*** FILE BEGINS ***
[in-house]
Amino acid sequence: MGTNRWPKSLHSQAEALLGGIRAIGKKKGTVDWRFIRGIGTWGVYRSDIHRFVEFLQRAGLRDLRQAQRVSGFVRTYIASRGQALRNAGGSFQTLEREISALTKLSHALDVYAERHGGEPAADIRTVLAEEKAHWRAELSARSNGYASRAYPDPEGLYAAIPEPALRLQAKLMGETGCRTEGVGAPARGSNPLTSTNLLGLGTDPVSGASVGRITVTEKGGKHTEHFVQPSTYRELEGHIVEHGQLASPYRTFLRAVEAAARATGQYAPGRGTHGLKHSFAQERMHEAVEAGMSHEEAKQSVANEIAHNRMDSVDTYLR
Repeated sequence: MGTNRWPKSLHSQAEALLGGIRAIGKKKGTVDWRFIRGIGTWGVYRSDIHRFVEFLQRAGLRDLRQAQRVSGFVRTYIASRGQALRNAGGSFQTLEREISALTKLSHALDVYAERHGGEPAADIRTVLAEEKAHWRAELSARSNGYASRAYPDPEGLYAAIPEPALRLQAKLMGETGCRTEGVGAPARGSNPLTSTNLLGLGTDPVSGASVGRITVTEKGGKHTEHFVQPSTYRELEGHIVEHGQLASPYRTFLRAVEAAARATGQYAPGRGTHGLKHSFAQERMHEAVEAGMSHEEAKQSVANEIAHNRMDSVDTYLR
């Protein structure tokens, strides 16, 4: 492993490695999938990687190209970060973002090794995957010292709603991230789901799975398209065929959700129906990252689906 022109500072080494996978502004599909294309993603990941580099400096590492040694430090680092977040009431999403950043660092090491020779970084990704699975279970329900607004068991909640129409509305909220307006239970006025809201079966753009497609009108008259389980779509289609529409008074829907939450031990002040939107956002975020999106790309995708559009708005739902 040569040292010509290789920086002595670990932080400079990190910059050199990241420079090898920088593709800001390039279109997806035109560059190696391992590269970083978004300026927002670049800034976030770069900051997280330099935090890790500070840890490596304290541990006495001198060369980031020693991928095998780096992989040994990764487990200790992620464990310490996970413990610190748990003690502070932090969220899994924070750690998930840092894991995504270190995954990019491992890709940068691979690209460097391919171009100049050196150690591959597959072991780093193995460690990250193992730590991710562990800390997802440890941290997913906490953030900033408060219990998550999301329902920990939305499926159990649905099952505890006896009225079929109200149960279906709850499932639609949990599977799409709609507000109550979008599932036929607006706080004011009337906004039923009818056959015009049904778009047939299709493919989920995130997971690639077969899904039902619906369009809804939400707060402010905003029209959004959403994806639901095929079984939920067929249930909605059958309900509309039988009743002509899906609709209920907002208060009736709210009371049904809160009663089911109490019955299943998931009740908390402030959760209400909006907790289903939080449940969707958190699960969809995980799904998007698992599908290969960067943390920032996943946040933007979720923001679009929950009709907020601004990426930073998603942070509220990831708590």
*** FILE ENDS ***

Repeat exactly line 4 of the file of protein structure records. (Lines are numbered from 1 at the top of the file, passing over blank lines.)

């Protein structure tokens, strides 16, 4: 492993490695999938990687190209970060973002090794995957010292709603991230789901799975398209065929959700129906990252689906 022109500072080494996978502004599909294309993603990941580099400096590492040694430090680092977040009431999403950043660092090491020779970084990704699975279970329900607004068991909640129409509305909220307006239970006025809201079966753009497609009108008259389980779509289609529409008074829907939450031990002040939107956002975020999106790309995708559009708005739902 040569040292010509290789920086002595670990932080400079990190910059050199990241420079090898920088593709800001390039279109997806035109560059190696391992590269970083978004300026927002670049800034976030770069900051997280330099935090890790500070840890490596304290541990006495001198060369980031020693991928095998780096992989040994990764487990200790992620464990310490996970413990610190748990003690502070932090969220899994924070750690998930840092894991995504270190995954990019491992890709940068691979690209460097391919171009100049050196150690591959597959072991780093193995460690990250193992730590991710562990800390997802440890941290997913906490953030900033408060219990998550999301329902920990939305499926159990649905099952505890006896009225079929109200149960279906709850499932639609949990599977799409709609507000109550979008599932036929607006706080004011009337906004039923009818056959015009049904778009047939299709493919989920995130997971690639077969899904039902619906369009809804939400707060402010905003029209959004959403994806639901095929079984939920067929249930909605059958309900509309039988009743002509899906609709209920907002208060009736709210009371049904809160009663089911109490019955299943998931009740908390402030959760209400909006907790289903939080449940969707958190699960969809995980799904998007698992599908290969960067943390920032996943946040933007979720923001679009929950009709907020601004990426930073998603942070509220990831708590």